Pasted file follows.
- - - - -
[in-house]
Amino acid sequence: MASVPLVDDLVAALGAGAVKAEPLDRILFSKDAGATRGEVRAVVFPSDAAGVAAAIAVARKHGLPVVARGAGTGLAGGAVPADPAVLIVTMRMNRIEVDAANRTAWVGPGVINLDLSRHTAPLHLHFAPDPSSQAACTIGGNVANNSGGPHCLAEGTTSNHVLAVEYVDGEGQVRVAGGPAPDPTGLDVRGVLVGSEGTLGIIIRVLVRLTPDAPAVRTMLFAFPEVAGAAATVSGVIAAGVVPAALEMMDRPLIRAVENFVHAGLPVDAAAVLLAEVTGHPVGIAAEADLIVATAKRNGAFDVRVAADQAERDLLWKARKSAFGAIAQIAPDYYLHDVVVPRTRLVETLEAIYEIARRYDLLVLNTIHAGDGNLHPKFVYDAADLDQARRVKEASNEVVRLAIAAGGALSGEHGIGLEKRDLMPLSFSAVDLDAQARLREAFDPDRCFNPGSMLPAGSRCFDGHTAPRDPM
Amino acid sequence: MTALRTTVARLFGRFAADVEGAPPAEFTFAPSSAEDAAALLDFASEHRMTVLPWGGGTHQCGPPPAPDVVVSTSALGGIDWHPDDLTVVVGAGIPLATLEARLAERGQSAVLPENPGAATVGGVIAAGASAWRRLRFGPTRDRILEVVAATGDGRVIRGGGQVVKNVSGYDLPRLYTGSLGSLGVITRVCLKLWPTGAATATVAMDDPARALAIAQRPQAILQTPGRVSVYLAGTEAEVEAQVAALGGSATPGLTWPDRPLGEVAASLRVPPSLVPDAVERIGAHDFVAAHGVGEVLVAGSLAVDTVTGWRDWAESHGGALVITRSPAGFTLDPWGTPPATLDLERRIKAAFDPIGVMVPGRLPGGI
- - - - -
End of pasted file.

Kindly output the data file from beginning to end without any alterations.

[in-house]
Amino acid sequence: MASVPLVDDLVAALGAGAVKAEPLDRILFSKDAGATRGEVRAVVFPSDAAGVAAAIAVARKHGLPVVARGAGTGLAGGAVPADPAVLIVTMRMNRIEVDAANRTAWVGPGVINLDLSRHTAPLHLHFAPDPSSQAACTIGGNVANNSGGPHCLAEGTTSNHVLAVEYVDGEGQVRVAGGPAPDPTGLDVRGVLVGSEGTLGIIIRVLVRLTPDAPAVRTMLFAFPEVAGAAATVSGVIAAGVVPAALEMMDRPLIRAVENFVHAGLPVDAAAVLLAEVTGHPVGIAAEADLIVATAKRNGAFDVRVAADQAERDLLWKARKSAFGAIAQIAPDYYLHDVVVPRTRLVETLEAIYEIARRYDLLVLNTIHAGDGNLHPKFVYDAADLDQARRVKEASNEVVRLAIAAGGALSGEHGIGLEKRDLMPLSFSAVDLDAQARLREAFDPDRCFNPGSMLPAGSRCFDGHTAPRDPM
Amino acid sequence: MTALRTTVARLFGRFAADVEGAPPAEFTFAPSSAEDAAALLDFASEHRMTVLPWGGGTHQCGPPPAPDVVVSTSALGGIDWHPDDLTVVVGAGIPLATLEARLAERGQSAVLPENPGAATVGGVIAAGASAWRRLRFGPTRDRILEVVAATGDGRVIRGGGQVVKNVSGYDLPRLYTGSLGSLGVITRVCLKLWPTGAATATVAMDDPARALAIAQRPQAILQTPGRVSVYLAGTEAEVEAQVAALGGSATPGLTWPDRPLGEVAASLRVPPSLVPDAVERIGAHDFVAAHGVGEVLVAGSLAVDTVTGWRDWAESHGGALVITRSPAGFTLDPWGTPPATLDLERRIKAAFDPIGVMVPGRLPGGI